The Greatest Sin

Being a Bahai in Iran


The Greatest Sin
by Fariba Amini

In 1952, an emissary went to Ayatollah Boroujerdi (the highest ranking Shi'a cleric) to ask him to tell members of the Fedayeen-e Islam not to engage in disruptive and violent acts. Boroujerdi did not relent. After all, he and Ayatollah Kashani were the spiritual leaders of the Fedayeen. Since long before and during the 1950's, members of the cult were engaged in acts of violence including the murder of historian Ahmad Kasravi, PM Razmara, and members of the Bahai faith. That emissary was my father who had been given the task by Mohammad Mosaddeq.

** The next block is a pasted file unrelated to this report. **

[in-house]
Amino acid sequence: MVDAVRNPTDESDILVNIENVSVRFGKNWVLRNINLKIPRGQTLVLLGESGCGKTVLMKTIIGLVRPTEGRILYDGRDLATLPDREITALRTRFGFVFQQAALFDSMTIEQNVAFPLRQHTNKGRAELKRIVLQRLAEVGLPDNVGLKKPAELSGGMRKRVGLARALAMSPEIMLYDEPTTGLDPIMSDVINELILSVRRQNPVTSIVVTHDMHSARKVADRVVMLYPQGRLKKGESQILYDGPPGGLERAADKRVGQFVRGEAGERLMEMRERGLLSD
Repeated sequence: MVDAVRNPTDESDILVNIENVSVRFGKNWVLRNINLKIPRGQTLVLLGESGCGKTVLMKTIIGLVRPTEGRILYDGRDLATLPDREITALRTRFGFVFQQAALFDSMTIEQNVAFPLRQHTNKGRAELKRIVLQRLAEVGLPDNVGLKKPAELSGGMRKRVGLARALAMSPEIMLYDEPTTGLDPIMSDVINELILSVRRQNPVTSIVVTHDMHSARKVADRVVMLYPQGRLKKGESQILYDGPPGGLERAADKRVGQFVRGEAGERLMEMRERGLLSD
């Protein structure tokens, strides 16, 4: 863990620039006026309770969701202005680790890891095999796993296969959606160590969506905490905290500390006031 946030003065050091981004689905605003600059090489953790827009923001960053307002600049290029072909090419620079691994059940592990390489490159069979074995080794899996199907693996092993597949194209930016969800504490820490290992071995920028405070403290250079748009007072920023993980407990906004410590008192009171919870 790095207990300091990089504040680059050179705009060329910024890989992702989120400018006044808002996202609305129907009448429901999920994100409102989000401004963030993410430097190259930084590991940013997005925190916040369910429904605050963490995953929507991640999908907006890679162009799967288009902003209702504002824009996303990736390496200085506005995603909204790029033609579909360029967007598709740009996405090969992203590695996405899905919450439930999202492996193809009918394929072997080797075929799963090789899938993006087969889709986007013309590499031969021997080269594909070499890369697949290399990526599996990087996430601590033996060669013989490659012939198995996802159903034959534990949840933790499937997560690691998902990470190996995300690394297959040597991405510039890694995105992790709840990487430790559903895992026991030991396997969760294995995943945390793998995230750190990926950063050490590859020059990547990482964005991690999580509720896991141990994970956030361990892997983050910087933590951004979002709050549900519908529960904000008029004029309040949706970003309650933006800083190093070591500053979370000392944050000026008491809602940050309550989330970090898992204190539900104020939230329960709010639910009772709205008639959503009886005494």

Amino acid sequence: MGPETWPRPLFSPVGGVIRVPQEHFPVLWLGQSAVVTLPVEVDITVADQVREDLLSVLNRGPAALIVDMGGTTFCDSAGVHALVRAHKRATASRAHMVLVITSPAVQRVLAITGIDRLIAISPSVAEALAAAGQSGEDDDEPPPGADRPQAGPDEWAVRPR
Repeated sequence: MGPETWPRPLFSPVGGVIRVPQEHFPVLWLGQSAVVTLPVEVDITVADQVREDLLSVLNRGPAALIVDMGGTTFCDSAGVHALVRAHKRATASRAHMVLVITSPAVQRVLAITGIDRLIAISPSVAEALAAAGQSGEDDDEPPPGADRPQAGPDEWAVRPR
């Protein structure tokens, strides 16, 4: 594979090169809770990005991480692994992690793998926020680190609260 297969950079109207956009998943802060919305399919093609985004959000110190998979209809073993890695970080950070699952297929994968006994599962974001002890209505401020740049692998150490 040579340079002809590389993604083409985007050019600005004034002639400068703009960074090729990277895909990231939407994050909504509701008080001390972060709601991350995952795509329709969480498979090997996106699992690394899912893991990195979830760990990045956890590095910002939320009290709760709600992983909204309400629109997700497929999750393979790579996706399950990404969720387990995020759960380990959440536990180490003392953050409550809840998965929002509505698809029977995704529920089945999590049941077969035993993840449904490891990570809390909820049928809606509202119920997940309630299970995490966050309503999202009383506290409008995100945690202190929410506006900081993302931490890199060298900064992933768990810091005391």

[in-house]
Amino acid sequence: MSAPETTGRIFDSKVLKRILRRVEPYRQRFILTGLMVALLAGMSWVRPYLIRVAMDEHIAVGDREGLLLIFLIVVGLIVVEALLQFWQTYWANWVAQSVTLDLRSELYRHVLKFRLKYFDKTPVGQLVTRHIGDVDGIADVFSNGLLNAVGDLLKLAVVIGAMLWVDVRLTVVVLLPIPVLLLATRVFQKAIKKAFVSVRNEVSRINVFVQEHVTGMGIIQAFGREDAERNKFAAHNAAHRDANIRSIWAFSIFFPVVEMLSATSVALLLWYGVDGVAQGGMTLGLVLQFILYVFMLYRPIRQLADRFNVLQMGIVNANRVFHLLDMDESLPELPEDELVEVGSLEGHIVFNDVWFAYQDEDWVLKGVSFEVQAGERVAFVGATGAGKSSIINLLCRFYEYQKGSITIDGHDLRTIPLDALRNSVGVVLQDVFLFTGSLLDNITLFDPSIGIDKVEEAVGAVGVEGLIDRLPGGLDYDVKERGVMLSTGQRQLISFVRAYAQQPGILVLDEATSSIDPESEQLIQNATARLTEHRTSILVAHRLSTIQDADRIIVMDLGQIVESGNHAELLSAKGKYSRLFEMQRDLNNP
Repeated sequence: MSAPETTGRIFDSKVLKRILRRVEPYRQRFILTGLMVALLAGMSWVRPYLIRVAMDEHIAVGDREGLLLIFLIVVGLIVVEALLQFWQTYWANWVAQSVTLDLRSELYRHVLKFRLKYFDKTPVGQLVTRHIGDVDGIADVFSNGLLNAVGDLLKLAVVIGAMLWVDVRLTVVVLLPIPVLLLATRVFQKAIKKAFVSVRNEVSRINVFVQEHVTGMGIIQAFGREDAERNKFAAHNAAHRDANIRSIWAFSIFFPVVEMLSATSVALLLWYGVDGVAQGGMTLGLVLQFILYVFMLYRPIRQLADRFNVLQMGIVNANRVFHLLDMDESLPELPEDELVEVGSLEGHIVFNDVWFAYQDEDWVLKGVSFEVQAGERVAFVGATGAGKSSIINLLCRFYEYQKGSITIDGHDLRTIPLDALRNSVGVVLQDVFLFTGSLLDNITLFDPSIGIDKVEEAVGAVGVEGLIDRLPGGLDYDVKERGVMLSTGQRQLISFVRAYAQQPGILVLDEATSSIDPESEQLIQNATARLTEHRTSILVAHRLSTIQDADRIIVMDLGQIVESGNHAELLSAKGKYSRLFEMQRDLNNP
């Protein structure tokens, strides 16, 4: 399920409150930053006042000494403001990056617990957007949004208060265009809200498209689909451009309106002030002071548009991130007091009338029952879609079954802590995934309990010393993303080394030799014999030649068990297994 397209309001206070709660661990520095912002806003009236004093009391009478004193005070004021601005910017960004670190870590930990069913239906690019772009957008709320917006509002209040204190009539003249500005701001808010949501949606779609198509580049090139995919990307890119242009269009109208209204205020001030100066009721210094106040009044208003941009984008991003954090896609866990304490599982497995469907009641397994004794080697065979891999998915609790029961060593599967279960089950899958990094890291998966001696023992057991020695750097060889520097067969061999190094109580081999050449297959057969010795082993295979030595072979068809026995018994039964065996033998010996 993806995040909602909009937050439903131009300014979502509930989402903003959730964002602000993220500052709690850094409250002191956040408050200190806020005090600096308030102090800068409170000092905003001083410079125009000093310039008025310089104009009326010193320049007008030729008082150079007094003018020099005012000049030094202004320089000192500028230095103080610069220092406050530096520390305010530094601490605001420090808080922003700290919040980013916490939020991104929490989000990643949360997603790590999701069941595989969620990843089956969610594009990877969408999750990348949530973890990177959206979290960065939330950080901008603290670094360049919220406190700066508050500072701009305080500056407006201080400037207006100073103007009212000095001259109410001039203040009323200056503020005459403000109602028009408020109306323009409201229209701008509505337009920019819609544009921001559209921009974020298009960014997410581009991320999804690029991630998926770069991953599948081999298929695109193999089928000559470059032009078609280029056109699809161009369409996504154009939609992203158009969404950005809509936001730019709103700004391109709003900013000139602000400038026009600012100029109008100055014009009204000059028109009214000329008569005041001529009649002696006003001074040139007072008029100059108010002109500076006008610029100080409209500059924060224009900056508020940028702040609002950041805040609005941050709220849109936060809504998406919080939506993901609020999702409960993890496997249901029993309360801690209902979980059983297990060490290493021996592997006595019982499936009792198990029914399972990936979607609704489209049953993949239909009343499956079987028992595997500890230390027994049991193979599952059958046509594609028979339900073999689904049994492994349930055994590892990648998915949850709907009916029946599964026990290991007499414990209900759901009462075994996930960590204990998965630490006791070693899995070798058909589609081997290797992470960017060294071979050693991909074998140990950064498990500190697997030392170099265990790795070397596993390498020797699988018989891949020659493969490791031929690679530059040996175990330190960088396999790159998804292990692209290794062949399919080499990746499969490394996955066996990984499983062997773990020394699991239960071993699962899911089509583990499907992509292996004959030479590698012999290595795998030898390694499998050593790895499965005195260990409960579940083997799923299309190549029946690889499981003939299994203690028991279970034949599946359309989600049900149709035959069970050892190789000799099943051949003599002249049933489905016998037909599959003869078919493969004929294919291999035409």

Even though many Bahais had supported Reza Shah, he had chosen to close down their main schools, Tarbyiat. Historians interpret this move differently, some arguing that in his decision to close the Bahai schools the Shah was motivated less by anti-Bahai sentiments than by a suspicion of anything beyond his control. Bahais at times suffered discrimination, but they also grew in number under his rule, encountering less violence than under the Qajars.

Nearly four decades later, a General, who had broken down Mosaddeq’s house door and was involved in the coup against his government, was given clemency by the newly established Islamic regime. Under Mohammad Reza Shah, he was given the task of desecrating Hazirat ol -Qods, the main shrine of the Bahais. The General’s name was Nader Batmanglidj. After the fall of the Shah, as a number of generals were executed, his life was spared because of his role in the destruction of the shrine.